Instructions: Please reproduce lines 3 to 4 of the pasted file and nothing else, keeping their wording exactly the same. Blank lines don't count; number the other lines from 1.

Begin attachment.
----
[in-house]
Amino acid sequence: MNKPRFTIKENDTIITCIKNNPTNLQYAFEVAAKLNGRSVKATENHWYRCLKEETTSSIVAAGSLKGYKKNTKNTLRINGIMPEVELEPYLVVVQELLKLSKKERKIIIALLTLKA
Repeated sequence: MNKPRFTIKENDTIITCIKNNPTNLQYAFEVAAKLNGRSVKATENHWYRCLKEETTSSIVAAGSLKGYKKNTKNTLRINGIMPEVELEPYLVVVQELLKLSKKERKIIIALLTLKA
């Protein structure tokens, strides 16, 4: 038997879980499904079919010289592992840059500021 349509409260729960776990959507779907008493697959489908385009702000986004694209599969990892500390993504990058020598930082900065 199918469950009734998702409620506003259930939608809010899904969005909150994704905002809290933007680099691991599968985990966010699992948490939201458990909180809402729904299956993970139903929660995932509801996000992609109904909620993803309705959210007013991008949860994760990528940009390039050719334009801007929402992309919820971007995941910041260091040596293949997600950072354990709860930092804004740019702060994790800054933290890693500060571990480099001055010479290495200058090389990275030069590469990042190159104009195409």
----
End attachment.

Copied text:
Repeated sequence: MNKPRFTIKENDTIITCIKNNPTNLQYAFEVAAKLNGRSVKATENHWYRCLKEETTSSIVAAGSLKGYKKNTKNTLRINGIMPEVELEPYLVVVQELLKLSKKERKIIIALLTLKA
């Protein structure tokens, strides 16, 4: 038997879980499904079919010289592992840059500021 349509409260729960776990959507779907008493697959489908385009702000986004694209599969990892500390993504990058020598930082900065 199918469950009734998702409620506003259930939608809010899904969005909150994704905002809290933007680099691991599968985990966010699992948490939201458990909180809402729904299956993970139903929660995932509801996000992609109904909620993803309705959210007013991008949860994760990528940009390039050719334009801007929402992309919820971007995941910041260091040596293949997600950072354990709860930092804004740019702060994790800054933290890693500060571990480099001055010479290495200058090389990275030069590469990042190159104009195409």